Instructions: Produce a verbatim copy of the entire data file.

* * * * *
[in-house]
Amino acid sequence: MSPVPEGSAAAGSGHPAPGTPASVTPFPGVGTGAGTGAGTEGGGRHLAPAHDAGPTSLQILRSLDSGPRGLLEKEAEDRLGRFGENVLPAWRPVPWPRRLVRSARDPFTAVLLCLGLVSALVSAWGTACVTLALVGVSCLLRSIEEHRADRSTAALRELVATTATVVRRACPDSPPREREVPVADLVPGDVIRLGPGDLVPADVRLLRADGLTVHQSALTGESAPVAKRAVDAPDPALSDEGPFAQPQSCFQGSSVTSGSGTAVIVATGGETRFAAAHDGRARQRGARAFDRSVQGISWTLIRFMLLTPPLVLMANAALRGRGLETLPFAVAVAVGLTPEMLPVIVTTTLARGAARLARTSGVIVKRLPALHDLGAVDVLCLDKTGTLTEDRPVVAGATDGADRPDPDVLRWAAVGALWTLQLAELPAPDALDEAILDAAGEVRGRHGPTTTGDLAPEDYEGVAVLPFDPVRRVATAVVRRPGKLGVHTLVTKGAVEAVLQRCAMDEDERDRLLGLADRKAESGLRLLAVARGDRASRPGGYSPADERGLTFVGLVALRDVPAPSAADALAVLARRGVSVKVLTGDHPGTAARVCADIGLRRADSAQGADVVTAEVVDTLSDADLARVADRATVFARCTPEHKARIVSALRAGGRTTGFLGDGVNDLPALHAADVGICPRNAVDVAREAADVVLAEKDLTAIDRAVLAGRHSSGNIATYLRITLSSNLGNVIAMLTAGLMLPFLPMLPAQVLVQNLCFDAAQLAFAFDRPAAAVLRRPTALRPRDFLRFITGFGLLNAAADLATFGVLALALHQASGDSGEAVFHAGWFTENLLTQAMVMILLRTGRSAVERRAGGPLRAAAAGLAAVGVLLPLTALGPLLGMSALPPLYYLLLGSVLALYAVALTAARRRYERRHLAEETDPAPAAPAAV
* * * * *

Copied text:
[in-house]
Amino acid sequence: MSPVPEGSAAAGSGHPAPGTPASVTPFPGVGTGAGTGAGTEGGGRHLAPAHDAGPTSLQILRSLDSGPRGLLEKEAEDRLGRFGENVLPAWRPVPWPRRLVRSARDPFTAVLLCLGLVSALVSAWGTACVTLALVGVSCLLRSIEEHRADRSTAALRELVATTATVVRRACPDSPPREREVPVADLVPGDVIRLGPGDLVPADVRLLRADGLTVHQSALTGESAPVAKRAVDAPDPALSDEGPFAQPQSCFQGSSVTSGSGTAVIVATGGETRFAAAHDGRARQRGARAFDRSVQGISWTLIRFMLLTPPLVLMANAALRGRGLETLPFAVAVAVGLTPEMLPVIVTTTLARGAARLARTSGVIVKRLPALHDLGAVDVLCLDKTGTLTEDRPVVAGATDGADRPDPDVLRWAAVGALWTLQLAELPAPDALDEAILDAAGEVRGRHGPTTTGDLAPEDYEGVAVLPFDPVRRVATAVVRRPGKLGVHTLVTKGAVEAVLQRCAMDEDERDRLLGLADRKAESGLRLLAVARGDRASRPGGYSPADERGLTFVGLVALRDVPAPSAADALAVLARRGVSVKVLTGDHPGTAARVCADIGLRRADSAQGADVVTAEVVDTLSDADLARVADRATVFARCTPEHKARIVSALRAGGRTTGFLGDGVNDLPALHAADVGICPRNAVDVAREAADVVLAEKDLTAIDRAVLAGRHSSGNIATYLRITLSSNLGNVIAMLTAGLMLPFLPMLPAQVLVQNLCFDAAQLAFAFDRPAAAVLRRPTALRPRDFLRFITGFGLLNAAADLATFGVLALALHQASGDSGEAVFHAGWFTENLLTQAMVMILLRTGRSAVERRAGGPLRAAAAGLAAVGVLLPLTALGPLLGMSALPPLYYLLLGSVLALYAVALTAARRRYERRHLAEETDPAPAAPAAV